How can therapy help me?
Numerous benefits are available from participating in psychotherapy, but, in a global sense, the real benefit of therapy is a change in the way your brain processes information. Psychotherapists are in the business of changing the brain, and ultimately the mind, for the better, as well as reducing suffering. We do this by helping you build new neural networks and enhance current positive neural networks. We also diminish or eliminate distressing or negative neural pathways by helping you process traumatic or stressful experiences from your past in a safe and soothing environment. The benefits you obtain from therapy depend on your relationship with your therapist, the skills, experience, and approach of your therapist, and most importantly, on the level of motivation, energy, and commitment you bring to therapy. Some of the specific benefits available from therapy include:
- Developing your inner strengths a nd resources
- Improving self awareness: Attaining a better understanding of yourself, your thoughts, your feelings, your sensations, your behaviors, your beliefs and values
- Reducing anxiety and becoming more neurologically and emotionally regulated
- Improving your relationships and sense of connection with others
- Understanding how the patterns in your family of origin shaped your inner world and your current relationships
- Learning how your unconscious beliefs and motivations influence your current behavior
- Feeling more understood, valued, and cared for
- Reducing or diminishing physical and/or emotional pain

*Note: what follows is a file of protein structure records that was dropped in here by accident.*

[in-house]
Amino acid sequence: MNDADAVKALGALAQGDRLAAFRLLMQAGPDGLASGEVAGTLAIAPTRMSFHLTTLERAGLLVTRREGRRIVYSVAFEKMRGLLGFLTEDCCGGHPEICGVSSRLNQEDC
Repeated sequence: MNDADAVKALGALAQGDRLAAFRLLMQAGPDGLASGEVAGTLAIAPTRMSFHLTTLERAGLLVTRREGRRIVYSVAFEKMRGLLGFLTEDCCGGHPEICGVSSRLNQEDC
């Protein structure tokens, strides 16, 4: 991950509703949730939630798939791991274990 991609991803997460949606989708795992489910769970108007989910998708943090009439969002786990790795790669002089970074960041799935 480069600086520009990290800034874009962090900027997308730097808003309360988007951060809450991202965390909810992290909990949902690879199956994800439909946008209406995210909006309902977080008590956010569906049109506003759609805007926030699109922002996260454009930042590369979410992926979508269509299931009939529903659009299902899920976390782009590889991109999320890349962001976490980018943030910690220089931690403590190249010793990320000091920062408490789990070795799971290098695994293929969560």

- Learning new ways to cope with stress
- Managing anger,fear, grief, depression, shame, and other disturbing emotional feelings
- Eliminating intrusive thoughts or flashbacks
- Improving communication and listening skills
- Changing old behavior patterns and developing new ones
- Discovering new ways to solve problems in your family, partnership , or marriage
- Finding resolution to the issues or concerns that led you to seek therapy
Do I really need therapy? I can usually handle my problems.
Everyone goes through challenging situations in life, and while you may have successfully navigated through other difficulties you've faced, there's nothing wrong with seeking out extra support when you need it. In fact, therapy is for people who have enough self-awareness to realize they may need a helping hand, and that is something to be admired. You are taking responsibility to change something in your life which is bothering you. You may want to act or feel differently, to understand yourself or others better, or to find a way to accept a difficult situation which will not change. If you have a history of trauma, unprocessed material may block you from feeling, from connecting to others, or achieving what you desire. Therapy provides long-lasting benefits and support, giving you the tools you need to continue on your path of personal growth and evolution.
Why do people go to therapy and how do I know if it is right for me?
People have many different motivations for coming to psychotherapy, but most people come to a therapist because they want something to change. Some may be going through a major life transition (unemployment, divorce, new job, etc.), or are not handling stressful circumstances well. Some people want to feel better about themselves, have more confidence, a sense of success and accomplishment. Some people wish to understand others better or learn how to deal with interpersonal conflict. Others want to diminish feelings of loneliness, inadequacy and physical and emotional pain. Others may have disturbing memories that haunt them or feel disturbed by not being able to remember important events in their lives. Others may feel upset or on edge weeks or months after an accident or medical procedure. In short, people seeking psychotherapy are ready to meet the challenges in their lives and to make positive changes.